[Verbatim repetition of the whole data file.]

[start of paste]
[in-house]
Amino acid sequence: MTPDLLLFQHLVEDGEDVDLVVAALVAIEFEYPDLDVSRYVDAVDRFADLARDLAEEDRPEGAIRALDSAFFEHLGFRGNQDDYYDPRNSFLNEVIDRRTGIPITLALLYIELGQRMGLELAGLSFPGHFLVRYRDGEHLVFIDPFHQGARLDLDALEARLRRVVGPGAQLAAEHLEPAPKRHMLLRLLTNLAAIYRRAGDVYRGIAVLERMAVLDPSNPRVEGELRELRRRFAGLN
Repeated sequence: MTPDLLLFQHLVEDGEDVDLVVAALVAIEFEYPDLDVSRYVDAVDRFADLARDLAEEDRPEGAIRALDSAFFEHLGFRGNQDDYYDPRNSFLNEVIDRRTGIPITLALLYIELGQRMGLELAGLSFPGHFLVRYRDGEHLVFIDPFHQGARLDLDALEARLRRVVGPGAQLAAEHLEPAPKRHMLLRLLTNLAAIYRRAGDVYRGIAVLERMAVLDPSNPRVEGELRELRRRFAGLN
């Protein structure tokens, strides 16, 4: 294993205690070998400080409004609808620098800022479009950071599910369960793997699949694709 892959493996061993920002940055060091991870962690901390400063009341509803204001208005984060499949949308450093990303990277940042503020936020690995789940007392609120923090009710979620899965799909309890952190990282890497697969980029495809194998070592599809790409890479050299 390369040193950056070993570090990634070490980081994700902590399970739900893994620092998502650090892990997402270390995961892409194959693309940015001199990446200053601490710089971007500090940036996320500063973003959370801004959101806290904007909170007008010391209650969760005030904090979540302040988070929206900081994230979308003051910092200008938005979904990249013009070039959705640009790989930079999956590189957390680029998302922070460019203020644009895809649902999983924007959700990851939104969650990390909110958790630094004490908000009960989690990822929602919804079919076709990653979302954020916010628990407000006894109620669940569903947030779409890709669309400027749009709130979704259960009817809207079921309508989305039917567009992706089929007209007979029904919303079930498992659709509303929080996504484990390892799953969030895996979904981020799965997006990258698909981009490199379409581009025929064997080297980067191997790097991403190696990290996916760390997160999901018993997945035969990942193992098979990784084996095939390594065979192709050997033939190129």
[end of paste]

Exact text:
[in-house]
Amino acid sequence: MTPDLLLFQHLVEDGEDVDLVVAALVAIEFEYPDLDVSRYVDAVDRFADLARDLAEEDRPEGAIRALDSAFFEHLGFRGNQDDYYDPRNSFLNEVIDRRTGIPITLALLYIELGQRMGLELAGLSFPGHFLVRYRDGEHLVFIDPFHQGARLDLDALEARLRRVVGPGAQLAAEHLEPAPKRHMLLRLLTNLAAIYRRAGDVYRGIAVLERMAVLDPSNPRVEGELRELRRRFAGLN
Repeated sequence: MTPDLLLFQHLVEDGEDVDLVVAALVAIEFEYPDLDVSRYVDAVDRFADLARDLAEEDRPEGAIRALDSAFFEHLGFRGNQDDYYDPRNSFLNEVIDRRTGIPITLALLYIELGQRMGLELAGLSFPGHFLVRYRDGEHLVFIDPFHQGARLDLDALEARLRRVVGPGAQLAAEHLEPAPKRHMLLRLLTNLAAIYRRAGDVYRGIAVLERMAVLDPSNPRVEGELRELRRRFAGLN
């Protein structure tokens, strides 16, 4: 294993205690070998400080409004609808620098800022479009950071599910369960793997699949694709 892959493996061993920002940055060091991870962690901390400063009341509803204001208005984060499949949308450093990303990277940042503020936020690995789940007392609120923090009710979620899965799909309890952190990282890497697969980029495809194998070592599809790409890479050299 390369040193950056070993570090990634070490980081994700902590399970739900893994620092998502650090892990997402270390995961892409194959693309940015001199990446200053601490710089971007500090940036996320500063973003959370801004959101806290904007909170007008010391209650969760005030904090979540302040988070929206900081994230979308003051910092200008938005979904990249013009070039959705640009790989930079999956590189957390680029998302922070460019203020644009895809649902999983924007959700990851939104969650990390909110958790630094004490908000009960989690990822929602919804079919076709990653979302954020916010628990407000006894109620669940569903947030779409890709669309400027749009709130979704259960009817809207079921309508989305039917567009992706089929007209007979029904919303079930498992659709509303929080996504484990390892799953969030895996979904981020799965997006990258698909981009490199379409581009025929064997080297980067191997790097991403190696990290996916760390997160999901018993997945035969990942193992098979990784084996095939390594065979192709050997033939190129």